Jadeite, Platinum & Ruby Jabot, ca. 1915
Appraised Value: $10,000
IMAGE: 1 of 2
Appraisal Video: (3:05)
Lark Mason & Associates
GUEST: It came from my grandmother's jewelry box, and I knew nothing about it. I inherited it in 1988...
GUEST: And I've wondered what it is ever since.
APPRAISER: The first thing that I think we need to do is figure out what the function is. And why don't you pick this up and take it apart and show us how it works?
GUEST: Okay. You twist it, and it does come apart.
APPRAISER: So you've got a sharp pin here at this end. So it's actually what's called a jabot. At the early part of the 20th century, which I believe this dates from, women would wear large shawls. And you'd gather the shawls here, because you didn't want them to fall off. And you'd have this pin that would go through the shawl, keep it in place. Now, as to what the materials are, the bright green and pale green carved spheres at either end actually is a stone that's called jadeite. Not jade, but jadeite.
APPRAISER: That's a different kind of composition from jade. And the type of carving that's in the stone is of clouds and some foliate devices. The carving and the size of these indicates that this was from China. And these were taken from a necklace that would have been about 17, 18 inches long. And that type of necklace is what is called a court necklace, and it was worn to indicate status within the civil service or the military service in the Chinese government.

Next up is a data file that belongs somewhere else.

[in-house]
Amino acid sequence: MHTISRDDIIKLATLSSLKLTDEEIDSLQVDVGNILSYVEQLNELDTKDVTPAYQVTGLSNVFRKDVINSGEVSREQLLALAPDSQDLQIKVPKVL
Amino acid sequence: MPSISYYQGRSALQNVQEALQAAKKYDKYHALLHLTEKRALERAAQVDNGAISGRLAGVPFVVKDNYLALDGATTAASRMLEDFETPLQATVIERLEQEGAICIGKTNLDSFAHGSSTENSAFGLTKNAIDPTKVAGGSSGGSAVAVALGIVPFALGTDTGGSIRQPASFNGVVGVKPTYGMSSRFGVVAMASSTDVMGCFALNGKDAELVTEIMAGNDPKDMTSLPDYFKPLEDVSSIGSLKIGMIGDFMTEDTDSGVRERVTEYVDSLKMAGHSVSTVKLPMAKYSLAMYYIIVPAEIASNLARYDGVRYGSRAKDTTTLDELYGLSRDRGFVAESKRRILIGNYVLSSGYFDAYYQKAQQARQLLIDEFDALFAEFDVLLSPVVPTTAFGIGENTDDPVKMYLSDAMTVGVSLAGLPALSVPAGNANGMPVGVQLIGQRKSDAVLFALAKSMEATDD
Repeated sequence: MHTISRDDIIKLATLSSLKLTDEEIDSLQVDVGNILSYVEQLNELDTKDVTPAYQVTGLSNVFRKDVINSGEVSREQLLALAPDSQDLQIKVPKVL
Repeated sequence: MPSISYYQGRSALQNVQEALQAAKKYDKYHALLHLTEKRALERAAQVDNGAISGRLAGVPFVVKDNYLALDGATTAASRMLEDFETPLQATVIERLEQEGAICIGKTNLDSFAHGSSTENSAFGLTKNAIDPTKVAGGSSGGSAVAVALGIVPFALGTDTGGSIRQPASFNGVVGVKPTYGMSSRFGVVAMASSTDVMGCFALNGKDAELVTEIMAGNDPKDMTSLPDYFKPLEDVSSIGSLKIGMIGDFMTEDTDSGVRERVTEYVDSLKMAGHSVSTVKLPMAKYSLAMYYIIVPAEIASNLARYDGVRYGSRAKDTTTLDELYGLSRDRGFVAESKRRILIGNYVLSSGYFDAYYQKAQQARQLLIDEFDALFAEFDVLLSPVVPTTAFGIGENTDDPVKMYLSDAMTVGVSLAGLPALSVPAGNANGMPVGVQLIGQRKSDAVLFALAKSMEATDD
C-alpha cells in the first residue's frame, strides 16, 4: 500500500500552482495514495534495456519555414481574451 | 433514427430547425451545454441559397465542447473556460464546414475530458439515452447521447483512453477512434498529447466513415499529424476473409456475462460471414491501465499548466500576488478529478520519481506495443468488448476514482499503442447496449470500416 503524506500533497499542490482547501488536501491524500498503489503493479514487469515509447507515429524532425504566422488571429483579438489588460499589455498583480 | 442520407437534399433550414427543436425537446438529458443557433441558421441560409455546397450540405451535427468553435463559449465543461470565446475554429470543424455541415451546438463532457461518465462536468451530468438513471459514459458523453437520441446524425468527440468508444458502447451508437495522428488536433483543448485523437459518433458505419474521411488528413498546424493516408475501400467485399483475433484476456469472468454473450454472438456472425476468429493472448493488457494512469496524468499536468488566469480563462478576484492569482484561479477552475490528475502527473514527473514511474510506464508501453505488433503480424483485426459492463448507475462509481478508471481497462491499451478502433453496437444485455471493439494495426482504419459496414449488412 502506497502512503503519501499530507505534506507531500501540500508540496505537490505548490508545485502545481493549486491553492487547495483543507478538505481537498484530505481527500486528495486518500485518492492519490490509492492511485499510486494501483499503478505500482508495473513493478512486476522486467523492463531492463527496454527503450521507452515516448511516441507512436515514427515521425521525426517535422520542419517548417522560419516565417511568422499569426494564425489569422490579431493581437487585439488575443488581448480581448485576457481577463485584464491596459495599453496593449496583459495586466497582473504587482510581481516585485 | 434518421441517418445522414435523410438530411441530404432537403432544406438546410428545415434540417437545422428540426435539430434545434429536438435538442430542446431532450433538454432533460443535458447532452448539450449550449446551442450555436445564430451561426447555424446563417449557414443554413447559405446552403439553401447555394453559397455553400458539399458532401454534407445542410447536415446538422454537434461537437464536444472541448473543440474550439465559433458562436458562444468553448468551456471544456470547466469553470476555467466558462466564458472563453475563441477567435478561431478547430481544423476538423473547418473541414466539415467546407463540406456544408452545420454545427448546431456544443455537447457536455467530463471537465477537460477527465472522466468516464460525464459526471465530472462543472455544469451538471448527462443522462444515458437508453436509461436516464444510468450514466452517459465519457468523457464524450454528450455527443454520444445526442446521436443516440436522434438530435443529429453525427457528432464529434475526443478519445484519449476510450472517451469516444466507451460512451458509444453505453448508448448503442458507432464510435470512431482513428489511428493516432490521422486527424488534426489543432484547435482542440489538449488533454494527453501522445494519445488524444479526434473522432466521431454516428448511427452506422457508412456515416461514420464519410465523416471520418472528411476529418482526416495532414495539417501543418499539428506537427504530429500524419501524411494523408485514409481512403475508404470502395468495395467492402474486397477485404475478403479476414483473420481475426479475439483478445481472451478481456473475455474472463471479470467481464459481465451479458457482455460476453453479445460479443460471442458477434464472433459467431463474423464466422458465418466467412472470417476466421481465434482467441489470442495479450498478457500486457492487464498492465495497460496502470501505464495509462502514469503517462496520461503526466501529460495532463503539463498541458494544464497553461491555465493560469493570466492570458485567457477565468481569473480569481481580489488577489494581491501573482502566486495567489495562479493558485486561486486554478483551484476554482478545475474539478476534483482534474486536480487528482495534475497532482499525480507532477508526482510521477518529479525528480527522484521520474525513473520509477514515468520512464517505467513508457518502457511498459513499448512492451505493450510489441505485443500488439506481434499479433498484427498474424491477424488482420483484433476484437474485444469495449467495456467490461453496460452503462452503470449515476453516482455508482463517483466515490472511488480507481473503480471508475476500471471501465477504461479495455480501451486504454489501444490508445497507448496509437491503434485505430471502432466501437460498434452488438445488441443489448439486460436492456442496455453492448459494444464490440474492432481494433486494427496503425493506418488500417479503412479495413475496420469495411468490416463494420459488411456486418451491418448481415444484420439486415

APPRAISER: Now, the rest of the material here, the stones-- those are actually rubies.
APPRAISER: And they're beautiful rubies. And then these little sparkling bits, that's not glass, those are old mine diamonds.
APPRAISER: And holding all this together is platinum.
GUEST: You're kidding.
APPRAISER: No. And as we looked at this-- and I did this with my colleague Kevin Zavian over in jewelry-- we were looking for a signature. It's not stamped.
APPRAISER: Which happens sometimes. However, based on the design, the style and so on, I think it has to be French, made certainly by an amazing craftsman. What I love about this is the intermixture of using Asian materials by Western craftsmen, which was so popular the early part of the 20th century. Is this something that you want to keep in your family?
APPRAISER: Okay, so I'm going to give you an insurance value for this. If you went to buy this today, this would be at least $10,000.
GUEST: Ten thousand dollars?!
APPRAISER: Ten thousand dollars.
GUEST: Wow. I'm shocked. (laughing) I am shocked. That's great-- fantastic.
This website is produced for PBS Online by WGBH Boston. ©1997-2015 WGBH Educational Foundation.
ANTIQUES ROADSHOW is a trademark of the BBC and is produced for PBS by WGBH under license from BBC Worldwide.
WGBH and PBS are not responsible for the content of websites linked to or from ANTIQUES ROADSHOW Online.
PBS is a 501(c)(3) not-for-profit organization.